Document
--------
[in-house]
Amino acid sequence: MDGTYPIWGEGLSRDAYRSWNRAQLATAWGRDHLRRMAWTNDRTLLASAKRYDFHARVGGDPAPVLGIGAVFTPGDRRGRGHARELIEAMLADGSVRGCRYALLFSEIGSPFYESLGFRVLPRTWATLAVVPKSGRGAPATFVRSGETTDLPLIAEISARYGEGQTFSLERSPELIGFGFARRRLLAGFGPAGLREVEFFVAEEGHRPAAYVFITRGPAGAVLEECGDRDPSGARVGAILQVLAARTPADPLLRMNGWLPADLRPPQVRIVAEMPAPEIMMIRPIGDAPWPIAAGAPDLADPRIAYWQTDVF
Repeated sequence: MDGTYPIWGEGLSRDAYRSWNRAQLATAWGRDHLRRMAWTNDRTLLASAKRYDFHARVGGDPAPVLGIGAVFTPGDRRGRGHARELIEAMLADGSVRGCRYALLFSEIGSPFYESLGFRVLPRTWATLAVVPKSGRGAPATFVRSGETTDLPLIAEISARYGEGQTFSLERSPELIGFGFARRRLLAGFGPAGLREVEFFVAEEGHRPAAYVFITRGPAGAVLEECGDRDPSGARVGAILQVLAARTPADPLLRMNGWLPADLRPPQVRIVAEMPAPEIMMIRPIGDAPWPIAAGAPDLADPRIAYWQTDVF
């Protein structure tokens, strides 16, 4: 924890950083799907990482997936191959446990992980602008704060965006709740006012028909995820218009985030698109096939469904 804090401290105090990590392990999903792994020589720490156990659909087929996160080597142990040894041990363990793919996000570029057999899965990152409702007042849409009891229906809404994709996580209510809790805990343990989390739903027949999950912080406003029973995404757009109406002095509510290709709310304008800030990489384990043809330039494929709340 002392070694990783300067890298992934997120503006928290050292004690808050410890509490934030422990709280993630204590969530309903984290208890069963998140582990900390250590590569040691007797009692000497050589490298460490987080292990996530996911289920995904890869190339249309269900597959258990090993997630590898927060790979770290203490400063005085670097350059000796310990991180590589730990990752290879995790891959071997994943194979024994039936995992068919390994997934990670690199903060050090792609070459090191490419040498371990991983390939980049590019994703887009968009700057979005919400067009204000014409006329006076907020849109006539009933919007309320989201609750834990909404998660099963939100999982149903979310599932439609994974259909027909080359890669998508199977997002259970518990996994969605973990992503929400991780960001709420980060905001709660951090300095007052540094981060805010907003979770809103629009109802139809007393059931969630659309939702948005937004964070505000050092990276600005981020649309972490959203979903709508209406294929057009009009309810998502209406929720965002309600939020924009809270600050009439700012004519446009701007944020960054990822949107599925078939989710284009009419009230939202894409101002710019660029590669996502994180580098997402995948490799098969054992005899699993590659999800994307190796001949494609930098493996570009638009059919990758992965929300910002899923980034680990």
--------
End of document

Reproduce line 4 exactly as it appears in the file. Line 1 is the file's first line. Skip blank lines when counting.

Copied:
């Protein structure tokens, strides 16, 4: 924890950083799907990482997936191959446990992980602008704060965006709740006012028909995820218009985030698109096939469904 804090401290105090990590392990999903792994020589720490156990659909087929996160080597142990040894041990363990793919996000570029057999899965990152409702007042849409009891229906809404994709996580209510809790805990343990989390739903027949999950912080406003029973995404757009109406002095509510290709709310304008800030990489384990043809330039494929709340 002392070694990783300067890298992934997120503006928290050292004690808050410890509490934030422990709280993630204590969530309903984290208890069963998140582990900390250590590569040691007797009692000497050589490298460490987080292990996530996911289920995904890869190339249309269900597959258990090993997630590898927060790979770290203490400063005085670097350059000796310990991180590589730990990752290879995790891959071997994943194979024994039936995992068919390994997934990670690199903060050090792609070459090191490419040498371990991983390939980049590019994703887009968009700057979005919400067009204000014409006329006076907020849109006539009933919007309320989201609750834990909404998660099963939100999982149903979310599932439609994974259909027909080359890669998508199977997002259970518990996994969605973990992503929400991780960001709420980060905001709660951090300095007052540094981060805010907003979770809103629009109802139809007393059931969630659309939702948005937004964070505000050092990276600005981020649309972490959203979903709508209406294929057009009009309810998502209406929720965002309600939020924009809270600050009439700012004519446009701007944020960054990822949107599925078939989710284009009419009230939202894409101002710019660029590669996502994180580098997402995948490799098969054992005899699993590659999800994307190796001949494609930098493996570009638009059919990758992965929300910002899923980034680990």